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1872 – W. Heath Robinson born.  English cartoonist and illustrator, best known for drawings of eccentric machines.

In the UK, the term “Heath Robinson” has entered the language as a description of any unnecessarily complex and implausible contraption, although it  is perhaps more often used in relation to temporary fixes using ingenuity and whatever is to hand, often string and tape, or unlikely cannibalisations.

Its popularity is undoubtedly linked to Second World War Britain’s shortages and the need to “make do and mend“.

 

 

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1996 – Timothy Leary died. American psychologist and writer, known for his advocacy of psychedelic drugs.

During a time when drugs such as LSD and psilocybin were legal, Leary conducted experiments at Harvard University under the Harvard Psilocybin Project, resulting in the Concord Prison Experiment and the Marsh Chapel Experiment.

Both studies produced useful data, but Leary and his associate Richard Alpert were fired from the university nonetheless because of the public controversy surrounding their research.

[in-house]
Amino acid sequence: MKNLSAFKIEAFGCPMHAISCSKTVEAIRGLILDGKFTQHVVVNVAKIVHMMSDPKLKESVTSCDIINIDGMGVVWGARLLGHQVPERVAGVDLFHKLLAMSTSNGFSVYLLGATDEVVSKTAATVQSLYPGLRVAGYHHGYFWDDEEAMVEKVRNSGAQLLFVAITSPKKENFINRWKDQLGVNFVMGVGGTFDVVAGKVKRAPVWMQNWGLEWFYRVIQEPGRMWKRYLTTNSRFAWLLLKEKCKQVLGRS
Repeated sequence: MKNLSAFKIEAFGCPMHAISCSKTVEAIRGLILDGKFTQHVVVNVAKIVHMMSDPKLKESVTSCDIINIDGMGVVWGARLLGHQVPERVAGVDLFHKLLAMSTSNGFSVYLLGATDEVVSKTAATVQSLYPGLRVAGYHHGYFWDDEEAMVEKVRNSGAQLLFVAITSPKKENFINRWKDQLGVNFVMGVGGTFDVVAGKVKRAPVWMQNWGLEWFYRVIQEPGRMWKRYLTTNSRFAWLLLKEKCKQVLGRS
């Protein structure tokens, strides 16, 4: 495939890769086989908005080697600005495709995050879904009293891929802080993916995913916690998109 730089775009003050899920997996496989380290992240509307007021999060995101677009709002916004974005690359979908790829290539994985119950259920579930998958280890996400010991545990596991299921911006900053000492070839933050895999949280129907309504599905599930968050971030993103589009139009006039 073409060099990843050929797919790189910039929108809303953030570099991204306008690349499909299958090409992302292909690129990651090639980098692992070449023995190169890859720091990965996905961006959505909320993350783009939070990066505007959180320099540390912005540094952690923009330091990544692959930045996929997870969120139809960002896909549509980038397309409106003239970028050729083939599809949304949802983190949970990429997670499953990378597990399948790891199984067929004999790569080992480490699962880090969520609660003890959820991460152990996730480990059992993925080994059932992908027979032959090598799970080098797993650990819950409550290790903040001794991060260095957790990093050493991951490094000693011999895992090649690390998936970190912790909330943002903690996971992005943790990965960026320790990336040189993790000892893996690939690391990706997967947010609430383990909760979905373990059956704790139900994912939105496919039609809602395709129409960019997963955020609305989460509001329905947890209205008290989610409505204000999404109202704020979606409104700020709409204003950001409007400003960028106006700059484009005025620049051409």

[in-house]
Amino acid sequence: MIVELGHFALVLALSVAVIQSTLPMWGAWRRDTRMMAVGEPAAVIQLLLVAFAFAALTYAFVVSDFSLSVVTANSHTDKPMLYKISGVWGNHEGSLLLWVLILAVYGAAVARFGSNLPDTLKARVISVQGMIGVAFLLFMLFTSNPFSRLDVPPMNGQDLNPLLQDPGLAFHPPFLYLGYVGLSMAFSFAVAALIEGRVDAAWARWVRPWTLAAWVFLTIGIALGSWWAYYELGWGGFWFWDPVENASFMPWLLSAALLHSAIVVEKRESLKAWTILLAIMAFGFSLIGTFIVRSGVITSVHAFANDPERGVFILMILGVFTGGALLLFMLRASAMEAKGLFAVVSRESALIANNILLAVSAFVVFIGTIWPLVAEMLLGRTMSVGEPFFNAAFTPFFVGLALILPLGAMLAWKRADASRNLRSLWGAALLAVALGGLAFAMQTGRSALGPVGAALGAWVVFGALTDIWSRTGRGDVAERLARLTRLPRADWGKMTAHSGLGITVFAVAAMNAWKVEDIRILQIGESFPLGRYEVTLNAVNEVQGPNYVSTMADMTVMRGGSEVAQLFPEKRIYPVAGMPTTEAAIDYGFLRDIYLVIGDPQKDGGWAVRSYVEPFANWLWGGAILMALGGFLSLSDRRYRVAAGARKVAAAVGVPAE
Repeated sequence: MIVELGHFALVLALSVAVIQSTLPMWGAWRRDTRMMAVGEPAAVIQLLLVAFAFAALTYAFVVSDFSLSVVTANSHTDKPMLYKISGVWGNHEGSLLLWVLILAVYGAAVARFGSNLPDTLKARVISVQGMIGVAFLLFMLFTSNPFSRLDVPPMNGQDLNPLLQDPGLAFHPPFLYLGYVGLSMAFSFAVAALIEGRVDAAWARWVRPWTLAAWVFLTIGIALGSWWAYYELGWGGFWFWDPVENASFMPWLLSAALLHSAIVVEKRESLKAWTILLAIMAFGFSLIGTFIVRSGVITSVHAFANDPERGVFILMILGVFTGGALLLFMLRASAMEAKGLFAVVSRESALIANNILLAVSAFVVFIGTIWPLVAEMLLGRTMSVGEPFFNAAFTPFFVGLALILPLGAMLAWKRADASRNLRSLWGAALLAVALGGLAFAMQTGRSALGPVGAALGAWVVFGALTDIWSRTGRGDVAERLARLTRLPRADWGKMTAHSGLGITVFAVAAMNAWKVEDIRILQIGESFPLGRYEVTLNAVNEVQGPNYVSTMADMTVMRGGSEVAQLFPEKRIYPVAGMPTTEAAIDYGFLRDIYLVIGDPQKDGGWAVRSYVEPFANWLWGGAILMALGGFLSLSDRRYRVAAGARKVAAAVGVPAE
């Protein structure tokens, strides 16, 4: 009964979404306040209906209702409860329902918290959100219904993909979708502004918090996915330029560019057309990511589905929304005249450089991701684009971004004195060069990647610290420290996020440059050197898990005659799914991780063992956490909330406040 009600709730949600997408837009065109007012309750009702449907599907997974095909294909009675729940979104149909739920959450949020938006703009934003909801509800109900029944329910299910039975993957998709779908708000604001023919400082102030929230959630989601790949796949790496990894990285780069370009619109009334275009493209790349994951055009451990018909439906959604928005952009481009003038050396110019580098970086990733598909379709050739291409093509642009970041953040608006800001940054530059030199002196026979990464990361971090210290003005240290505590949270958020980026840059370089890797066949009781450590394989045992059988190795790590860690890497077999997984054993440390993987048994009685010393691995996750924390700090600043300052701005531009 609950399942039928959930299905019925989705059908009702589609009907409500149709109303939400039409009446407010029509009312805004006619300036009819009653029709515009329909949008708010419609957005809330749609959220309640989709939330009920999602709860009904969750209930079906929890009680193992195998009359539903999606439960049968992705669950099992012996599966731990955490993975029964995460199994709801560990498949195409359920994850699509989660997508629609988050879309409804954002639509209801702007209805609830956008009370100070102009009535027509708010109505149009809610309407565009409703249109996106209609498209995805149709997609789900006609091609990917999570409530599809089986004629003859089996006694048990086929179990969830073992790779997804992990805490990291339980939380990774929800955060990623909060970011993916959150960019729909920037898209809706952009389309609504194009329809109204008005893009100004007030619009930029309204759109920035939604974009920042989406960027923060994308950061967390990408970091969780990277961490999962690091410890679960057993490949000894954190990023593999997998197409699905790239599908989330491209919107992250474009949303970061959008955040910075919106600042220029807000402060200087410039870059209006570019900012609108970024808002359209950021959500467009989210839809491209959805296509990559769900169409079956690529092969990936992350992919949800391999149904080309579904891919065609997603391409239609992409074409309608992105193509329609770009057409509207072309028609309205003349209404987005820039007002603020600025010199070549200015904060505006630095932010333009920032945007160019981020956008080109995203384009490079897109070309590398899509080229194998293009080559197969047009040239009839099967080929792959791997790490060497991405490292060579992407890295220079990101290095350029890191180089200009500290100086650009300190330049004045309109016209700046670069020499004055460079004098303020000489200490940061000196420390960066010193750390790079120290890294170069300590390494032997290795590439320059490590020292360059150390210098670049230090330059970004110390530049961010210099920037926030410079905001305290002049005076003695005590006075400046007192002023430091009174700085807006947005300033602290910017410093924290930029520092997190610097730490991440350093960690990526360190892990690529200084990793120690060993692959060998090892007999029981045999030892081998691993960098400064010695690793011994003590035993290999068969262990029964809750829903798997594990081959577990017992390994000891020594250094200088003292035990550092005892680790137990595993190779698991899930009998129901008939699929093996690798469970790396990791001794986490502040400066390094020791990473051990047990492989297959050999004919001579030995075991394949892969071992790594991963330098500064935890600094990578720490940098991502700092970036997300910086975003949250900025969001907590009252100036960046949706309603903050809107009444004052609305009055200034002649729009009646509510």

Leary believed LSD showed therapeutic potential for use in psychiatry. He popularized catchphrases that promoted his philosophy such as “turn on, tune in, drop out” (a phrase given to Leary by Marshall McLuhan); “set and setting“; and “think for yourself and question authority“.

He also wrote and spoke frequently about transhumanist concepts involving space migration, intelligence increase and life extension (SMI²LE), and developed the eight-circuit model of consciousness in his book Exo-Psychology (1977).

During the 1960s and 1970s, he was arrested often enough to see the inside of 29 different prisons worldwide. President Richard Nixon once described Leary as “the most dangerous man in America“.
His death was videotaped for posterity at his request, capturing his final words. During his final moments, he said, “Why not?” to his son Zachary. He uttered the phrase repeatedly, in different intonations, and died soon after. His last word, according to Zach, was “beautiful.”
Seven grams of Leary’s ashes were arranged  to be buried in space aboard a rocket carrying the remains of 24 others including Gene Roddenberry (creator of Star Trek), Gerard O’Neill (space physicist), and Krafft Ehricke (rocket scientist). A Pegasus rocket containing their remains was launched on April 21, 1997, and remained in orbit for six years until it burned up in the atmosphere.

 

 

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Almanac – May 23